The snow fun is starting to fade: the central heating is on all day, waiting to infect us with its germs; neighbours’ bones are being broken on ice traps; dog poo lurks beneath each virgin crunch. Yesterday we took the boys to a new park so they could use their sled – fantastic bargain: I bought it in 1996 for £6.99; it’s made of cheap plastic (blue, naturally) but it has lasted the boys 13 winters. They were having great fun coming down a hill and we were having great fun watching them, when we were suddenly under a hail of snowballs. A bunch of lads thought we were a perfect target. Fortunately, we were just behind a young tree and it gave us some protection; I moved Toby between us. It wasn’t a normal, fun snowball fight, like my neighbour’s three daughters ganging up on him in the car park this morning; it was a malicious targeting. The Hub saw something similar the day before, when a gang of boys aimed a volley at two little girls – walking with their parents! – across the road. He was in the car and reacted quickly enough to put it between the lads and their victims, so the snowballs (some with stones inside) were intercepted before they could do any damage.
The Hub had terse words with the lads firing at us (along the lines of ‘this stick’ and ‘shove it where the sun don’t shine’), but he was wasting his breath. We moved away and the lads followed us. It was horrible. The question is, what do you do in such a situation? In his younger, healthier and angrier days it wouldn’t have been a question at all, but the Hub is a little older, a lot less healthy, and very much wiser than he once was, and he knew it wasn’t worth fighting back: if they don’t bring out sticks, knives, stones, whatever, they know the law is on their side. Any fightback on the Hub’s part and he’s the one facing jail for defending us. Britain is a mess. An Englishman’s home is no longer his castle, but the Council’s, who can walk in any time to check that you are recycling or illegally hypnotising your husband or for a thousand other reasons (see this link: http://www.thesun.co.uk/sol/homepage/news/2785678/Shock-figures-reveal-high-numbers-of-council-staff-can-break-into-our-homes.html). If his castle can no longer be defended then it follows he’s got no chance out on the street. We did the sensible thing and walked away, but it stuck in the craw. British citizens’ rights are being lost, one snowball at a time.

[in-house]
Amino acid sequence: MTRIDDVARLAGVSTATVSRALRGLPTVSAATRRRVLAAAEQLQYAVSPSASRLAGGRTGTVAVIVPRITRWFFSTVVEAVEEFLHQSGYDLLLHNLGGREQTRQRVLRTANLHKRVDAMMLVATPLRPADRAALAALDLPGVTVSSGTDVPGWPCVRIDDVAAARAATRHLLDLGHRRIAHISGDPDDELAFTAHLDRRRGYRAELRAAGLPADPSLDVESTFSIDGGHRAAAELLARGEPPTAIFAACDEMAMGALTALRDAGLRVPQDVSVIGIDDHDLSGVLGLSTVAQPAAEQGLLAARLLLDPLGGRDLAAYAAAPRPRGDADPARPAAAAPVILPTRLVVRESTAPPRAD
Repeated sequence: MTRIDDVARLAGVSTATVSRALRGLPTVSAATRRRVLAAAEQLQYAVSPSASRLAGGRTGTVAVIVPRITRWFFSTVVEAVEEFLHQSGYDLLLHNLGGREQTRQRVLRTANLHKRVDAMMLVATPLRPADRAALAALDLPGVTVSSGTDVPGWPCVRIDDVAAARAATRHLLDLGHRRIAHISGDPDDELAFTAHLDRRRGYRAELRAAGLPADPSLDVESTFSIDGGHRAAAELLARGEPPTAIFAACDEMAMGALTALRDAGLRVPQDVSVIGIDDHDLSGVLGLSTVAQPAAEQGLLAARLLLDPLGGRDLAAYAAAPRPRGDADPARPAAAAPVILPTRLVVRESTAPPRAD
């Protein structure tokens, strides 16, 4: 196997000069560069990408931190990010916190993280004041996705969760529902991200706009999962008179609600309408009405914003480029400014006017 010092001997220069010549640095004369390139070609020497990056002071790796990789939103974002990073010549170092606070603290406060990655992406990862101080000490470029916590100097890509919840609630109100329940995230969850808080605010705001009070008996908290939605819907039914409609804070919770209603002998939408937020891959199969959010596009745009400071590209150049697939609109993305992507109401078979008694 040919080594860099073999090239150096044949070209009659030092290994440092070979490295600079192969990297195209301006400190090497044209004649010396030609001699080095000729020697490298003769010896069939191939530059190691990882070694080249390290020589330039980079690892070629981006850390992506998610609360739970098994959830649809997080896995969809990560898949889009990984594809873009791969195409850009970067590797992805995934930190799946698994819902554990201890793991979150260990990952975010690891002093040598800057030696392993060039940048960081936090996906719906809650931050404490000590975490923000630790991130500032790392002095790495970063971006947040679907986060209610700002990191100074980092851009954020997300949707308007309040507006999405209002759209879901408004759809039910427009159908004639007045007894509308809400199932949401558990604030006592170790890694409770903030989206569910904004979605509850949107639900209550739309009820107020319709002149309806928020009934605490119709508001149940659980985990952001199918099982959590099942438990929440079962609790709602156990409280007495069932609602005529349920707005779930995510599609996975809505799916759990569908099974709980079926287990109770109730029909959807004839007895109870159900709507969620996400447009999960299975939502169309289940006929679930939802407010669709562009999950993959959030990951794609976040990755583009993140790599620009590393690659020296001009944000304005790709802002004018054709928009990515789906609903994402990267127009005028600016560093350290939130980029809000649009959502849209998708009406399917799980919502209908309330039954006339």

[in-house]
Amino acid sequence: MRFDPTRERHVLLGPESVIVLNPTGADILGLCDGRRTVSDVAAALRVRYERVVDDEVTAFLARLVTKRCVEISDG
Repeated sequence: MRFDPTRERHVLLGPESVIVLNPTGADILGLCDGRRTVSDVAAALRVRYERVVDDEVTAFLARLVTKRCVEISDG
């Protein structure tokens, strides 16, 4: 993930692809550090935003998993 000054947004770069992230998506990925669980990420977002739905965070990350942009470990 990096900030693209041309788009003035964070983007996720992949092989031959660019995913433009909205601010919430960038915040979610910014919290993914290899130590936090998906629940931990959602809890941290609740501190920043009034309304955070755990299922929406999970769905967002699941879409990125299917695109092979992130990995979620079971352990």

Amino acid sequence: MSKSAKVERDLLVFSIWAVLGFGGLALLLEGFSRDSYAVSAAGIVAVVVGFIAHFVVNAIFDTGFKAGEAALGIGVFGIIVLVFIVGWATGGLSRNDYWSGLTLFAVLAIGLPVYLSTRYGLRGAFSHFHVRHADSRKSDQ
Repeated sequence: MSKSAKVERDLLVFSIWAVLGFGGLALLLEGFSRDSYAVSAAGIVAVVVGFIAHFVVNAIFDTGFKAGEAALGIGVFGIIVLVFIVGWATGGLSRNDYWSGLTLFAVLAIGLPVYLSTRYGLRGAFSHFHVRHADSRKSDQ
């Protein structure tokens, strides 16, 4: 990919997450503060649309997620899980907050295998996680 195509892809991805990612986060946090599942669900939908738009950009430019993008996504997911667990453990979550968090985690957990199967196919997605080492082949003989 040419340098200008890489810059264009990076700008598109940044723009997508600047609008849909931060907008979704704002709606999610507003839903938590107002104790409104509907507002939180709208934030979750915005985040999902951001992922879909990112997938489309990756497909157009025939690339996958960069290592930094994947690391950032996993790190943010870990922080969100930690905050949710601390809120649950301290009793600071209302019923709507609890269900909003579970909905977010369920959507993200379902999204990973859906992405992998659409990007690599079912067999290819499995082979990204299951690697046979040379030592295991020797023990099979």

If you are wondering what our boys were doing while this was happening, Spud was oblivious to it, being too busy freewheeling down wet hillsides on an abandoned road sign. Three slides in and the sled died, I’m sorry to report: the boys came down the hill together on it and hit the ramp they had been aiming for; the sled snapped in two and Tory Boy flew off on his piece to the left; Spud flew off right on the other. Thank goodness for sign-stealing vandals, I say, or how would our children be able to play?
As soon as TB realised something was going on he went on alert. He encouraged his brother to carry on sledding while he stood and watched carefully in case it all kicked off. He is very much like his father and not afraid of a fight, but he has at least listened to Dad and doesn’t now just throw himself in there. We have taught the boys not to be afraid of a fight, but to walk away from it if at all possible. I would have liked to be able to teach them to turn the other cheek but, in the world in which we live, that could easily mean a bottle in the face. I don’t want them turning a literal blind eye to trouble.
TB did not leave his post until we had walked away from the bother. I was scared for him but proud of him. But how I wish I wasn’t. I would love to live in a place where there are no thugs roaming the streets; no vandals ripping down road signs; no viciousness. I know it doesn’t exist, but I’d like to think it’s possible. Perhaps I was Sir Thomas More in a previous life.